Narcissus sit in the Amaryllidaceae family, part of the Order Asparagales which includes many small herbaceous genera, from our well-known onions, garlics, and leeks all the way to more exotic genera such as Agave, Yucca, and Aloe. In broader botanical terms Narcissus are Monocots. This is a major taxonomic grouping of plants that are most easily identified by their long straight veined leaves (imagine the leaves of an onion), flowering parts that come in multiples of three (e.g. three petals), and shoots which have only one leaf when they first sprout (as opposed to two, ‘dicotyledons’).
When growing outdoors the flowers may often open in pairs, hence the name ‘Tete-a-tete’. The name Narcissus may be related to the Greek mythological figure who fell in love with his reflection in a pool of water. The nodding habit of the plants flower heads reflects Narcissus’ own head bobbing down to look at itself in reflection. These species are mostly cultivated in the UK, the Netherlands, and the Channel Islands.
The bulbs, leaves, stems, and seed pods all contain toxic alkaloids that will cause illness if ingested. Major uses of the plant are economic in the form of cultivars and hybrids, sold for ornamental purposes.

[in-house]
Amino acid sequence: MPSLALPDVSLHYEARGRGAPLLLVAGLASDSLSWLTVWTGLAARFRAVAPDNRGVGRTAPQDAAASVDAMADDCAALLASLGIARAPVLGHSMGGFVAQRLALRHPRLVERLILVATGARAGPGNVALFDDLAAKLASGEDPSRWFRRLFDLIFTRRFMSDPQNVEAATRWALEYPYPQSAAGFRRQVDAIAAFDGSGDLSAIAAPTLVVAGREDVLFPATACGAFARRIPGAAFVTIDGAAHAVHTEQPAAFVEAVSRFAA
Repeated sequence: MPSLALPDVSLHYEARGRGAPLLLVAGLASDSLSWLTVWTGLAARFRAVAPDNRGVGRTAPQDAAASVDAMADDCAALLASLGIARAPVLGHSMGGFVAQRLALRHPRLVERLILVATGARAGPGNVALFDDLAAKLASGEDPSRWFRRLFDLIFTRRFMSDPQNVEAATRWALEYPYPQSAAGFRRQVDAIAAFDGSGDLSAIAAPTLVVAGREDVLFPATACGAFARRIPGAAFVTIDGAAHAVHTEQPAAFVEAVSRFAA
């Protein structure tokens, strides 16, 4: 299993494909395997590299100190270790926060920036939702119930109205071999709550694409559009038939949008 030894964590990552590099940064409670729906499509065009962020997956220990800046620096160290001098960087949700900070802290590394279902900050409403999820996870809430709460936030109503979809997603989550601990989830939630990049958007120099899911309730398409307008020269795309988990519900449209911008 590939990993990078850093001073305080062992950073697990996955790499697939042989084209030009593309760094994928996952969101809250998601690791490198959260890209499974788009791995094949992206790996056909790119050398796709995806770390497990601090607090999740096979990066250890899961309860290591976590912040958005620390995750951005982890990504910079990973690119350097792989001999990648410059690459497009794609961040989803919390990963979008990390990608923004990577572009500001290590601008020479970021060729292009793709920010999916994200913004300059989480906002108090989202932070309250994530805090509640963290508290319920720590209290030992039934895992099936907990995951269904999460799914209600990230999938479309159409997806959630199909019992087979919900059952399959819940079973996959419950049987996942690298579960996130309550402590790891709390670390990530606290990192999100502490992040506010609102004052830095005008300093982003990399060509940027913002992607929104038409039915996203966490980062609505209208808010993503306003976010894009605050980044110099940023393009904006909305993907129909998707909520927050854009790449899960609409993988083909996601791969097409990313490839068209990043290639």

Narcissus have been used widely in folk and traditional medicine having been known to have a myriad of physiological effects; for example, it was recommended by Dioscorides to help with skin afflictions. The genus has more recently been used in chemotherapy treatment. Indeed, one of the active alkaloids is galanthamine which has also been found in Snowdrops (Leucojum aestivum) and is known to provide relief in Alzheimer sufferers. A pharmaceutical developer, Alzeim Ltd, is now based in the Brecons and is working to produce Alzheimer pharmaceuticals, but I have no knowledge of their activities.